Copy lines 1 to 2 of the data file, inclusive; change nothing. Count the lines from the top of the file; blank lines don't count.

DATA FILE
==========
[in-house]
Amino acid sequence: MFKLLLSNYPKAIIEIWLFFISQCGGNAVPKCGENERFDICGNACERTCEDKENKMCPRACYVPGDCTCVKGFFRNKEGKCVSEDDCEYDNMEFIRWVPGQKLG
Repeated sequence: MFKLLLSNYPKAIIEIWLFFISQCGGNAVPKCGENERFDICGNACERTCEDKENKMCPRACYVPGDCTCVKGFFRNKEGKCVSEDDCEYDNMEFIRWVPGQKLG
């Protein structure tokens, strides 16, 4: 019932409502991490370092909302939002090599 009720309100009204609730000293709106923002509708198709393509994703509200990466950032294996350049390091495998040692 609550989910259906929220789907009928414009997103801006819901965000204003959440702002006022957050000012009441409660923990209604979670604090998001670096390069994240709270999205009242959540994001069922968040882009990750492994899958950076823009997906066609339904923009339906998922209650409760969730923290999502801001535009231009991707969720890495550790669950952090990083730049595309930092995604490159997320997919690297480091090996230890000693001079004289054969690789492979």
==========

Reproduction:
[in-house]
Amino acid sequence: MFKLLLSNYPKAIIEIWLFFISQCGGNAVPKCGENERFDICGNACERTCEDKENKMCPRACYVPGDCTCVKGFFRNKEGKCVSEDDCEYDNMEFIRWVPGQKLG